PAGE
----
I was never the kind of writer who kept scrapbooks full of clips. As business has moved online I’ve assumed anybody wanting to do business with me would just Google me anyway and I’d have to be comfortable with the results, whether they were investigative features, comedy pieces or salty comments I’d left over on Gawker.

Then I found out about Authory. With just a few clicks, you can aggregate all of your online writing into one website, and organize them by type, date or publication. My page is here and I love it. The interface is easy to use and its aggregation features are thorough. Any working writer, especially these days, will find themselves impressed by the breadth of work it uncovers — we’re all writing a bit for money and a bit for passion and occassionally for both, after all. Just seeing my work in one place as reignited my interest in writing book reviews, which was something I’d allow to trail off in recent years.

Authory also makes it easy for me to direct potential employers and collaborators to specific types of work that I do while still allowing me to showcase a broad range of interests. I can see integarting Authory into almost every part of my professional development — and it really takes a lot of the strain out of pitching work. Most of us write because we enjoy writing, not because we like selling products or ourselves.

It may seem as if Authory will breed its own reliance but they have a cool feature where you can download your entire archive from them at any time, so you’ll never lose the work they’ve done for you if you cancel for any reason. That a high-touch, personal clippings service like Authory is a bargain at current prices.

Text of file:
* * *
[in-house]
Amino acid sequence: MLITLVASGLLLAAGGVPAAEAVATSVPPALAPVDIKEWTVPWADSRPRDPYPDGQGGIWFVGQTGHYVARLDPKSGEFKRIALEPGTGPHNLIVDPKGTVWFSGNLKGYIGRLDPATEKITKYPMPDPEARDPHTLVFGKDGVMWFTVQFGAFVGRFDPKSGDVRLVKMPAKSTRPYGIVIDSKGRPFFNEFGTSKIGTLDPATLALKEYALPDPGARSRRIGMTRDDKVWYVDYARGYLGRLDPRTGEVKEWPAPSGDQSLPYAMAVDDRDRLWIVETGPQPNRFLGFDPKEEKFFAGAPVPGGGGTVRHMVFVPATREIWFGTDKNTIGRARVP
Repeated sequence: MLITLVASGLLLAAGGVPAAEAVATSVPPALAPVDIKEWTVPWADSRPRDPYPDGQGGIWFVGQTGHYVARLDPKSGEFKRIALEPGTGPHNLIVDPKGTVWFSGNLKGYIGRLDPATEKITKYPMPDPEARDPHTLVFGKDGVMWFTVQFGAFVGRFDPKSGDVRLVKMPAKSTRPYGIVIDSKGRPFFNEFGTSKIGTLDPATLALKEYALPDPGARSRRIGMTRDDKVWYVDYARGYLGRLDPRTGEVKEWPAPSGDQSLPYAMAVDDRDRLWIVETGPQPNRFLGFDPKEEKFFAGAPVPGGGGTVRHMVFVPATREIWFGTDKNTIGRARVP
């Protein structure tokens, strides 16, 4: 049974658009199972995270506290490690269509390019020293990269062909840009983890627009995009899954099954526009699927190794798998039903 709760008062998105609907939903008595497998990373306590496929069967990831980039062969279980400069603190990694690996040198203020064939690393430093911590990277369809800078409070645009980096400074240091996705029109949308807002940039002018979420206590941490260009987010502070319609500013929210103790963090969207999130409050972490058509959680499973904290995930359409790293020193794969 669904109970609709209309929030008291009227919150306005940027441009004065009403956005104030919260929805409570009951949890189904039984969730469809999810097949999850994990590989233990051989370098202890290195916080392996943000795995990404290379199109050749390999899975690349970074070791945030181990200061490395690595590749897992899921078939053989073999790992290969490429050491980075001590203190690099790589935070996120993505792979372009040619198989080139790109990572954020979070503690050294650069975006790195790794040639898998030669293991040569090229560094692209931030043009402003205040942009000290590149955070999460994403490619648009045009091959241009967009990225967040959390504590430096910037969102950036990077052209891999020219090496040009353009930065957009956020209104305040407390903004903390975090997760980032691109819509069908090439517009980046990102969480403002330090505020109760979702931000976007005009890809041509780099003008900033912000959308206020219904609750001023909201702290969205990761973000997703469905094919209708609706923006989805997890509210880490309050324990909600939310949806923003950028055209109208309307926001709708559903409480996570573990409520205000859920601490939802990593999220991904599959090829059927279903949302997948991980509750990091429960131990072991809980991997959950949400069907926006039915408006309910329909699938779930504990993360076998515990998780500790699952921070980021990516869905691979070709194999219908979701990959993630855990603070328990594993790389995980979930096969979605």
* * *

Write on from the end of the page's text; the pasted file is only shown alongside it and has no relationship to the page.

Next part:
Logical Loops With Georges Perec

In delightful translation by David Bellos (he uses the word circumperambulate a lot), The Art of Asking Your Boss For A Raise by French experimental author Georges Perec is best read aloud. It’s a theatrical piece with dazzling, recursive language that evokes laughter and pity at “your” plight as you tackle the practical and emotional burden of asking for a much needed (if not deserved) pay increase while in the employ of. one of France’s largest companies.

Avec Perec!

The entirety of the books 80 pages are one sentence, without punctuation, capitalization or spatial breaks. Reading the text aloud pulls you right through and makes you wonder how much we need the adornments of commas, periods or paragraph breaks. Perec wrote this short book, which also factors into the full-length novel, Life: A User’s Manual as one of its later chapters, specifically to resemble a computer algorithm. Algorithms have become a larger part of our lives since Perec wrote this in the 1970s, so it’s partially a survival guide to live in the 2020s.